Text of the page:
Borland Advances Eclipse-Based Modeling Platform
- By John K. Waters
- September 12, 2006
Borland Software Corporation on Friday announced a major upgrade of its Together 2006 for Eclipse, an enterprise-modeling platform designed to support architects, Java and C++ developers, Unified Modeling Language (UML) designers, business process analysts, and data modelers.
Launched last year, Together for Eclipse is the company's first product based on the open-source Eclipse tooling framework. This second release works directly within the Eclipse 3.2 shell—the latest version—allowing users to create UML 2 and business process models.
The list of new capabilities in this release includes:
- Business Process Modeling Notation (BPMN) support, to enable analysts to graphically model business processes and workflows, which can then be traced to requirements and used throughout the lifecycle.
- Model-Driven Architecture (MDA) support, which helps architects to define and transform architectures from UML-based, platform-independent models, which can target multiple platforms to platform-specific models, such as Microsoft .NET or J2EE.
- Improved SOA manageability, achieved through Together’s UML-based view of the entire system. "Architects and designers can use Together to assess the way new services will affect the existing architecture and how required changes can be implemented, " says David Hauck, product marketing director, Borland.
- Both code- and model-level audits and metrics, which can give teams significant productivity gains by assisting with architectural compliance, code compliance, code complexity, and coding standards.
This release is integrated with Borland's recently introduced Caliber DefineIT requirements definition product. That integration is designed to enable users to build systems from requirements by creating UML and BPM notation models.
The Together product line is a key component of Borland's Requirements Definition and Management (RDM) solution, which is designed to provide business analysts with a visual way to define and storyboard business and technical requirements. Borland describes its RDM as a set of technologies that "bridge the gap between business and IT organizations through a common set of visual best-of-breed modeling languages for software architecture. " The company also offers a version for Visual Studio developers.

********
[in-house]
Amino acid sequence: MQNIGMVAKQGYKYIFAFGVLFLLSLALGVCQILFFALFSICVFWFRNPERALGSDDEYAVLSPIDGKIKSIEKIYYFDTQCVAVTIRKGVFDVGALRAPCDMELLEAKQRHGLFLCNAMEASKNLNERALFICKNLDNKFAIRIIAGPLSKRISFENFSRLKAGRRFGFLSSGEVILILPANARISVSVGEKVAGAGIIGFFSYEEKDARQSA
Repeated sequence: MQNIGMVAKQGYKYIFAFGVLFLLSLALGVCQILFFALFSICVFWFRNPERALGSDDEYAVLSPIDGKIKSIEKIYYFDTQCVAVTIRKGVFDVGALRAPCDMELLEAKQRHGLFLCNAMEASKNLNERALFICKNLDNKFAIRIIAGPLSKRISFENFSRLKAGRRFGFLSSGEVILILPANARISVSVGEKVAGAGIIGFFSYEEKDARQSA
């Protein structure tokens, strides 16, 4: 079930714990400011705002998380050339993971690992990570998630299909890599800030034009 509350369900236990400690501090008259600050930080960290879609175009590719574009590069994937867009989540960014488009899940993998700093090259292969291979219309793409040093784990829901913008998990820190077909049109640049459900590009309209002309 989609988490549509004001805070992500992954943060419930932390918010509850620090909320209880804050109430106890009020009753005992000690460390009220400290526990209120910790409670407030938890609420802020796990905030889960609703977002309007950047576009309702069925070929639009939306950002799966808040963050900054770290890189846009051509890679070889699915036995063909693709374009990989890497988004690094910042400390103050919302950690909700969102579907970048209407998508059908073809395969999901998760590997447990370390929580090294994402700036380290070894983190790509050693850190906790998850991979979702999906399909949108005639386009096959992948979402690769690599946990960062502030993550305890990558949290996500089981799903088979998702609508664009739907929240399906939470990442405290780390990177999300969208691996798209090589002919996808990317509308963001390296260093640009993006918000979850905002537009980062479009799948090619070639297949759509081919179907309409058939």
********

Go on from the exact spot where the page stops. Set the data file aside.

"This opens the door to a complete ALM [application lifecycle management] story that begins with getting the requirements right, " Hauck tells AppTrends. "Our Software Delivery Optimization approach is designed to get IT managers to look at ALM as a business practice. Software is just as important as domain knowledge and expertise. Software is what makes them better and faster and able to adapt to changes. "
The integration between Together 2006 and Borland’s RDM products is intended to enable users to generate UML diagrams from specified requirements, and then to leverage the resulting design assets to drive software implementation and track design decisions back to the original requirements.
"By providing a process for visualizing requirements through use case, activity, and sequence diagrams, development teams can quickly transform specified requirements into high-level system architectures and designs without the risk of ambiguity, " Hauck says.
Even before the advent of Eclipse, which radically changed the Java IDE market that Borland once led, the company has been shifting focus away from development tools to concentrate on its ALM products. The development tools group within the company is set to spin off some time this year.
Along the way, Borland has embraced Eclipse in a big way. In fact, the company is a major contributor to the Eclipse Modeling Project, on which it serves as co-lead with IBM.
"The role that Borland is taking to drive modeling advancements within Eclipse will not only benefit the larger community, but also allows us to create a highly advanced, standardized foundation upon which to build our commercial products, " says Borland's Richard Gronback, who is the Eclipse Modeling project's co-leader and chief scientist. "We expect our use of Eclipse modeling technologies will give customers a greater degree of flexibility, usability, and richness without the risk of a proprietary platform. "
The Cupertino, Calif.-based company made the
Together 2006 for Eclipse announcement at last week's EclipseWorld Conference in Cambridge, Mass.
John K. Waters is a freelance writer based in Silicon Valley. He can be reached
at [email protected].